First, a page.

Alcohol is bad for you. Red wine is good for the heart. It's all about moderation… Confused? You're not alone.
Government guidelines state that men and women should not consume more than 21 or 14 alcoholic drinks each week. Yet the Million Women study reported that just one drink a week increases your risk of breast, pharynx and liver cancer.
No wonder a recent UK survey for the World Cancer Research Fund found that people are deeply sceptical about claims for what causes or prevents cancer. In exploring the alcohol-cancer connection, Radio 4's Frontiers reveals a frightening lack of knowledge about how alcohol interacts with the body.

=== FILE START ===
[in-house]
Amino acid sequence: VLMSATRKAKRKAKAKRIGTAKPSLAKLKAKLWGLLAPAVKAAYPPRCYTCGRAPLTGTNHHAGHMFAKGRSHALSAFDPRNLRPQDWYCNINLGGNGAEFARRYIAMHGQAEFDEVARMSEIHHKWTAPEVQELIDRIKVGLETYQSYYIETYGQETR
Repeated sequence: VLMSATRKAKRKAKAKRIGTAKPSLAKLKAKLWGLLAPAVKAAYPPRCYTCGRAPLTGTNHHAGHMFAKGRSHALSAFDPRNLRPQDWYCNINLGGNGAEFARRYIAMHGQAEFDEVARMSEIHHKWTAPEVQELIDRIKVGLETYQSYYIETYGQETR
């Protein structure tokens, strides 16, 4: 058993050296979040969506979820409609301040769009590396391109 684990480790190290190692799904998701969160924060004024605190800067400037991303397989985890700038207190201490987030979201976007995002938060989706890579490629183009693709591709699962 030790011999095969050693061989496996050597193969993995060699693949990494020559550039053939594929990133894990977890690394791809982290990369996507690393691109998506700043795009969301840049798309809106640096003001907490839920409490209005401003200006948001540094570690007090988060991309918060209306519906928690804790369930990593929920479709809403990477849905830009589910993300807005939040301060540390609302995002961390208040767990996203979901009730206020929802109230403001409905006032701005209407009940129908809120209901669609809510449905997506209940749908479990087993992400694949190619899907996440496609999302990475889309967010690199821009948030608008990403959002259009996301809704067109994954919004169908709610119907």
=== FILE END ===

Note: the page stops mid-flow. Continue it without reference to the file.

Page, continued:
Scientists do not know definitively why we get hangovers or how alcohol may be causing cancer. Alcohol is metabolised in the body into toxic compounds - but how these compounds cause damage is unknown. Since genetics, gender and age play an important role in how we interact with alcohol, a safe amount for one is not safe for another.
The negative effects of alcohol on health and the economy are reported regularly in the media and highlighted by the government. But despite the link between alcohol and cancer being known for over 100 years, it is an area of research that is little understood and, according to many scientists, underfunded.